Napoleon Hill's Golden Rules: The Lost Writings

Napoleon Hill's Golden Rules: The Lost Writings

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Success in business

Positive psychology

Published by John Wiley & Sons, Inc., Hoboken, New Jersey.

Published simultaneously in Canada.

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Book Details
 227 p
 File Size 
 2,902 KB
 File Type
 PDF format
 978-0-470-41156-8 (pbk.)
 by The Napoleon Hill Foundation 

Perhaps you are like millions the world over who have read
Napoleon Hill’s writings and have profited from them.
Whether you are a follower of Hill’s teaching or this is your first
encounter with his writing, you will benefit from these lessons on human potential.
The sources of the book you have in your hands are magazines Hill
published over eighty years ago. Hill’s Golden Rule Magazine and Hill’s
Magazine were published for several years before his first book
appeared. Hill’s lessons are a series of writings on human potential.
The remote mountains of Wise County, Virginia, where Hill was
born in 1883, did not provide a lot of opportunities for a boy being
raised in poverty. Hill’s mother died when he was ten years old, and
his father married again a year later. Napoleon’s new stepmother was
to be a blessing to the young boy. Martha was a young widow who was
educated, the daughter of a doctor; she took a liking to her highly
energized stepson, who was often involved in mischievous deeds.
The newest member of the Hill household was a source of encouragement
that lasted a lifetime. Later in life, Hill credited his stepmother
in a manner similar to the way Abraham Lincoln, the
sixteenth President of the United States, credited his, when he
once remarked that ‘‘whatever I am or ever aspire to be I owe to
that dear woman.’’ By the age of thirteen, with the help of his
stepmother, he had traded a pistol for a typewriter. A series of articles
would encourage his pursuit of a profession in writing.
After two years of high school, Hill enrolled in a business school,
and upon completion sought a job with Rufus Ayres, who had been
Attorney General of the State of Virginia, an officer in the Confederacy,
and at one time a candidate for the United States Senate.
General Ayres was into banking, lumber, and coal mining, and Hill
thought of him as the richest man in the mountains. Suddenly
attracted to the law profession, however, Hill convinced his brother
Vivian to apply with him to Georgetown Law School; Napoleon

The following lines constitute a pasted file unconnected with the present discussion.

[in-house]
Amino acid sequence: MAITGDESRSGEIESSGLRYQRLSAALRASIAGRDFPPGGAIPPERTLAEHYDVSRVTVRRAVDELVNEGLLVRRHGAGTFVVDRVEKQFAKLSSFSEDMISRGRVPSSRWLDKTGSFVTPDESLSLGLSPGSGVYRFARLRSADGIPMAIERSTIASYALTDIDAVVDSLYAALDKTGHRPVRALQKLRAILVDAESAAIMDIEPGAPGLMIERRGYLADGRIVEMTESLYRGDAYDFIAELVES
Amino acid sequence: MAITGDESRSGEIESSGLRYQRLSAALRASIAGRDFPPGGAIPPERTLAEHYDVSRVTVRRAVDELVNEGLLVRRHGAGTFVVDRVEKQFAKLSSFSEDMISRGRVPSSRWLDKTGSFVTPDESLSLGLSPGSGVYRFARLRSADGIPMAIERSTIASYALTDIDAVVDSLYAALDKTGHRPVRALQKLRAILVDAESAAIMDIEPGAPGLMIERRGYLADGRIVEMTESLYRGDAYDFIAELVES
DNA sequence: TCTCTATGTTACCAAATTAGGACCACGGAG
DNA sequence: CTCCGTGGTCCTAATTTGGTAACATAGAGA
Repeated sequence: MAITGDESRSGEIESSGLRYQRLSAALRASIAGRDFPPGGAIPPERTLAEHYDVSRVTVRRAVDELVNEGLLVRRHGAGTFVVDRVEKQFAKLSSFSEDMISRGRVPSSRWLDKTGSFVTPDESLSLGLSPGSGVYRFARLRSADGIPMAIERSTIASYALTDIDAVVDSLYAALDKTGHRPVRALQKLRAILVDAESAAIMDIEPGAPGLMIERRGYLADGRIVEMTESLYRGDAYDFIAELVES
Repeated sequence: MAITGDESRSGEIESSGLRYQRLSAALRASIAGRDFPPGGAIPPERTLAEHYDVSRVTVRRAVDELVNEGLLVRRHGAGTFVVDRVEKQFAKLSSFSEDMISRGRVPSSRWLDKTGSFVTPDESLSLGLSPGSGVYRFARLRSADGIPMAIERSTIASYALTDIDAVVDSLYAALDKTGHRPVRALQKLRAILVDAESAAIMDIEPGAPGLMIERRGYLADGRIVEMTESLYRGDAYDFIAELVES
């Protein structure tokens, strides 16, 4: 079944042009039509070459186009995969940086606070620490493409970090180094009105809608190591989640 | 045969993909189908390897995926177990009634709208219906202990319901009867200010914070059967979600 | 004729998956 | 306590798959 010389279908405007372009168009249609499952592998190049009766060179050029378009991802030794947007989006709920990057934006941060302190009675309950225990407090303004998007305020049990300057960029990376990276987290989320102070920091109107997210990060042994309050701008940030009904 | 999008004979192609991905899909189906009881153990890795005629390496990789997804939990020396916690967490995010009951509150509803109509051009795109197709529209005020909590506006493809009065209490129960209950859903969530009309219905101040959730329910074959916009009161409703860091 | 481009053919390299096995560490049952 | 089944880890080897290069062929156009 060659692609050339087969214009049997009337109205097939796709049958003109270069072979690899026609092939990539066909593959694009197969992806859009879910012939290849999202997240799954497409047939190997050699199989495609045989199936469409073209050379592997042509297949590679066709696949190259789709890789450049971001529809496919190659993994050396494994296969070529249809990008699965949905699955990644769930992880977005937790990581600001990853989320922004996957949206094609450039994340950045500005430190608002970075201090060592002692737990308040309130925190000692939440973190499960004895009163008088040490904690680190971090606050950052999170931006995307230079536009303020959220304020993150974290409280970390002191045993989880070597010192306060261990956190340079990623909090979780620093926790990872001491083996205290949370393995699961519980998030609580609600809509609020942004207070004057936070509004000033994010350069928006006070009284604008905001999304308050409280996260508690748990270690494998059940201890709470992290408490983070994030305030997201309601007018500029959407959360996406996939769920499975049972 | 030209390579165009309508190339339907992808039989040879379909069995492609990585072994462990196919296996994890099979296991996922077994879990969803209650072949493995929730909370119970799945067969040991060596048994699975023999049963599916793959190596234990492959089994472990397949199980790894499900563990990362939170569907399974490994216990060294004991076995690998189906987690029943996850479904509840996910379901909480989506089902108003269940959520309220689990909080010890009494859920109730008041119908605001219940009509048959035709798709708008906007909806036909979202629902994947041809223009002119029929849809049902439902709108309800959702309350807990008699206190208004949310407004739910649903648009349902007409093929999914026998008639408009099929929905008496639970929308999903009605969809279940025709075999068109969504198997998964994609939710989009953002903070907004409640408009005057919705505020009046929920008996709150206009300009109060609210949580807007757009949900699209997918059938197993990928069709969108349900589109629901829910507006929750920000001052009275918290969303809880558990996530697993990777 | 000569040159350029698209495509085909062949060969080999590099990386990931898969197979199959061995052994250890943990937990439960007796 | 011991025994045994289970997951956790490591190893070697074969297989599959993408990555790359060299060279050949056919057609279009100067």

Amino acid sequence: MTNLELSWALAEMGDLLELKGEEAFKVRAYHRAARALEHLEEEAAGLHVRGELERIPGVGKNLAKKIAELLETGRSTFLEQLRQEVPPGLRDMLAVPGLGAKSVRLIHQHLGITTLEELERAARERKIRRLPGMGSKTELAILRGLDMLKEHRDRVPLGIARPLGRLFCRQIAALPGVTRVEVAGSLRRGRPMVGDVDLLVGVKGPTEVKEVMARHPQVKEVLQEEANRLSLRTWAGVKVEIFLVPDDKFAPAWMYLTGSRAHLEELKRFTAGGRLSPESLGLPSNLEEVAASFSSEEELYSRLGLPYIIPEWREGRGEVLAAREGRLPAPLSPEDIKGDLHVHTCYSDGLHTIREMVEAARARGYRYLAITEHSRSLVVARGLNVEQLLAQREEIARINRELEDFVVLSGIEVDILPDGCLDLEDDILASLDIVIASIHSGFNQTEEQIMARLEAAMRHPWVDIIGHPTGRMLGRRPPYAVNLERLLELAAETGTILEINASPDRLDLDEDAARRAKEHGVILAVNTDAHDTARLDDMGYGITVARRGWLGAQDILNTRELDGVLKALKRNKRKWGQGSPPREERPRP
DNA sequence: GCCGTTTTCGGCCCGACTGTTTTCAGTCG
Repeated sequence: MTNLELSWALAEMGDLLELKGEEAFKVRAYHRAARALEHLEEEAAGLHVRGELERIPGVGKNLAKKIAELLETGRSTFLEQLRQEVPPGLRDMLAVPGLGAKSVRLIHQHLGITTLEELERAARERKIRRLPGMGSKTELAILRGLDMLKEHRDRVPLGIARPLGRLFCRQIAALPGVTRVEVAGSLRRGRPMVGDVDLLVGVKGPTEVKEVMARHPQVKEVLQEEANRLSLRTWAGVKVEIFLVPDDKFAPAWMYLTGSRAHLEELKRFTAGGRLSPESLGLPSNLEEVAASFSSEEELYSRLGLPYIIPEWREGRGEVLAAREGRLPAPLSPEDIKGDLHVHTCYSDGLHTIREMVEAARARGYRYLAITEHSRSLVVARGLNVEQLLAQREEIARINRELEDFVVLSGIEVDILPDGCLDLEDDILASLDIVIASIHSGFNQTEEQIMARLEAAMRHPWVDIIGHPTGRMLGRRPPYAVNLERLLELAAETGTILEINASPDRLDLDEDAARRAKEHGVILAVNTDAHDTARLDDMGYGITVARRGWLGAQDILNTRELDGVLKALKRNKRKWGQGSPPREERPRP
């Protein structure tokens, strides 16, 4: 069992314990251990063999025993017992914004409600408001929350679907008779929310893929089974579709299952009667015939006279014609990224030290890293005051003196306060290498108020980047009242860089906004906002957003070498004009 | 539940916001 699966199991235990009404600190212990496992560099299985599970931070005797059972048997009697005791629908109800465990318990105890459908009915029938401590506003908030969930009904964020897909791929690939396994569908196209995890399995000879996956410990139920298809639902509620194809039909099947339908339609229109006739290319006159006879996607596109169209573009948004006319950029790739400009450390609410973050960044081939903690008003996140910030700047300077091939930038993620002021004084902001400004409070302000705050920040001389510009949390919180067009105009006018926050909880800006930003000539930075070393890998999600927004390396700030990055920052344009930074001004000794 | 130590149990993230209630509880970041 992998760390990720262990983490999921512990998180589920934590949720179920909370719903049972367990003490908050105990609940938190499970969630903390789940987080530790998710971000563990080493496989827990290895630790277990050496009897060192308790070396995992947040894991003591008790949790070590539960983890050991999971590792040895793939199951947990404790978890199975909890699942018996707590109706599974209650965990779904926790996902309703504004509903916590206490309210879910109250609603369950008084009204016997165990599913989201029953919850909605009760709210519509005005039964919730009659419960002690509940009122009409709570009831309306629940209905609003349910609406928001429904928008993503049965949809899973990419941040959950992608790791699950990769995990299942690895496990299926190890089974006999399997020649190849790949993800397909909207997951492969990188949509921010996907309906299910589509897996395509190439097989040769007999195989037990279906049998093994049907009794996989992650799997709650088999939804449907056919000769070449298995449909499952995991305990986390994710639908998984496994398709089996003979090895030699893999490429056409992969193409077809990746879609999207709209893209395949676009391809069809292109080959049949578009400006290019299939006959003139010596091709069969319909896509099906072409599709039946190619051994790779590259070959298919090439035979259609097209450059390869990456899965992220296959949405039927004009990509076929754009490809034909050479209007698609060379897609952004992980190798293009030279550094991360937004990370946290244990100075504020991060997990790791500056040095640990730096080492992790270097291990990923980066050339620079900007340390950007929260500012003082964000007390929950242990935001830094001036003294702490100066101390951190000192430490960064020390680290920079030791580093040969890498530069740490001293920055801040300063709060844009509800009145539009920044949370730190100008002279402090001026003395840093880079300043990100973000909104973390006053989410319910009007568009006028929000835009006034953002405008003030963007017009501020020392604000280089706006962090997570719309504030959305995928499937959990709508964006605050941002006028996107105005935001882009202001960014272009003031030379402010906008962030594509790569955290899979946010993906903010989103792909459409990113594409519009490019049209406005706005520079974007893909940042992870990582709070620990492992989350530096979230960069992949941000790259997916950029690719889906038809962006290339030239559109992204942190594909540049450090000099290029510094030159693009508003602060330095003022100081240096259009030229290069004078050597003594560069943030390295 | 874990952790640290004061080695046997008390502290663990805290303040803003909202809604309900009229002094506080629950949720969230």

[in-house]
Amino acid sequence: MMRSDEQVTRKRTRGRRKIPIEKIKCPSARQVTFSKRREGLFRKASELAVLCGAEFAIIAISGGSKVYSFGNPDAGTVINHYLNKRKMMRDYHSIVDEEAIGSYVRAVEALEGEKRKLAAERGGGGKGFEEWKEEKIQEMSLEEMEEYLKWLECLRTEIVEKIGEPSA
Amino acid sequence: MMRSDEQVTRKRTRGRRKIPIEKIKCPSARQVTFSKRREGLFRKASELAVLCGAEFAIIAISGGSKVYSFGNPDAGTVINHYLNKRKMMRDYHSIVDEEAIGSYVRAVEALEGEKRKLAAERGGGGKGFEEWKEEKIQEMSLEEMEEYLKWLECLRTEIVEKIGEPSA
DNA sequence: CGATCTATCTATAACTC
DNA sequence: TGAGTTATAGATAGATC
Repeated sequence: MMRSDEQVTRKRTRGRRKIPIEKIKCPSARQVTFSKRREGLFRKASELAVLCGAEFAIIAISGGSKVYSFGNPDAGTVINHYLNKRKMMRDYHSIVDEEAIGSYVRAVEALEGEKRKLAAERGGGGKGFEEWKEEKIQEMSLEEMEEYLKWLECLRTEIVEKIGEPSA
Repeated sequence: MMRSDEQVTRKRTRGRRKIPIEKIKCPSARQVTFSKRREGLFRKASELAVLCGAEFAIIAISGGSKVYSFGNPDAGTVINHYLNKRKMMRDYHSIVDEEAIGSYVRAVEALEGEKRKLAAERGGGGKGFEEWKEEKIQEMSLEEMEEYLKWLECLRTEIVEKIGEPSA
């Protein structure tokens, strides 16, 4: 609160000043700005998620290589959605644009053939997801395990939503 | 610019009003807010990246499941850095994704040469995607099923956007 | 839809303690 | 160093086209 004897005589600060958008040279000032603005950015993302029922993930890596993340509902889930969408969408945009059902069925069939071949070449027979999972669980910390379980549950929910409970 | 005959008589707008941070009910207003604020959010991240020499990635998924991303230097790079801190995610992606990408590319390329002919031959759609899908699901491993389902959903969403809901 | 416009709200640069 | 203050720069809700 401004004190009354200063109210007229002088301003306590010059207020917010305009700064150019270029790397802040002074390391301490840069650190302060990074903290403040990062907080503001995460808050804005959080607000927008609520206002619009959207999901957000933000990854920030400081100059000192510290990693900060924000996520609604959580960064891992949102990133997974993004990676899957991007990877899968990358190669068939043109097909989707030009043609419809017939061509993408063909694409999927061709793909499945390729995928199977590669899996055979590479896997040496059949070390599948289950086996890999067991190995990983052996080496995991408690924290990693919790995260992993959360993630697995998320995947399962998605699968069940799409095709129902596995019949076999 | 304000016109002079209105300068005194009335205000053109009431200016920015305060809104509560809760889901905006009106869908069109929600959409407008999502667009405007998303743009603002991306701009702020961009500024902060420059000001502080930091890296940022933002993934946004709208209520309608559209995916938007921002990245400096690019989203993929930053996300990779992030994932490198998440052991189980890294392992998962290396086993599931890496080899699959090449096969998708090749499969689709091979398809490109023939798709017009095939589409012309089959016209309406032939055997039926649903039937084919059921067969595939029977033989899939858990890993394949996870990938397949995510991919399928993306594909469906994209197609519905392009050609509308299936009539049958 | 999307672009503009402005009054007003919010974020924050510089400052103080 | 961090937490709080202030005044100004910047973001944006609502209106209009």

would work as a writer and pay both of their ways. Both enrolled at
Georgetown Law School, and Vivian graduated but Napoleon was
detoured, obtaining a job with Bob Taylor’s Magazine, which was owned
by Robert Taylor, a United States Senator from Tennessee. Hill’s
assignments were success stories, including a story on the growth of
Mobile, Alabama, as a seaport. When he was sent to interview
Andrew Carnegie at his 45-room mansion, what was scheduled to
be a short interview lasted three days. Carnegie challenged him to
interview the successful and develop a philosophy of success, which
Hill would then teach to others. Hill’s life was changed drastically, and
his lifelong adventure was to interview successful people in his study
of why some were successful and so many others were not.
Carnegie’s introduction put the young Hill in contact with Henry
Ford, Thomas Edison, George Eastman, John D. Rockefeller, and
other noted people of the time. Hill’s study of the success principles
took twenty years with over five hundred interviews before he wrote his first book.
Hill lived to be 87 years old and during his lifetime developed the
philosophy of success principles that are as relevant today as when he
studied and recorded his findings in his books. Hill’s first title was
actually an eight-volume set called The Law of Success, published in
1928. He began to receive royalties of $2,000 to $3,000 per month,
such a huge sum that he purchased a Rolls-Royce for a visit up Guest
River in the mountains of Wise County, Virginia, where he had spent his childhood.

Hill wrote a small book called The Magic Ladder to Success, and while
it appeared to be a condensed version of The Law of Success, it added a
section called ‘‘Forty Unique Ideas’’ for making money. Among Hill’s
ideas were automatic gas filling stations at which motorists could
serve themselves either day or night, keyless locks to prevent theft,
and fountain drinks made of vegetables served fresh without preservatives.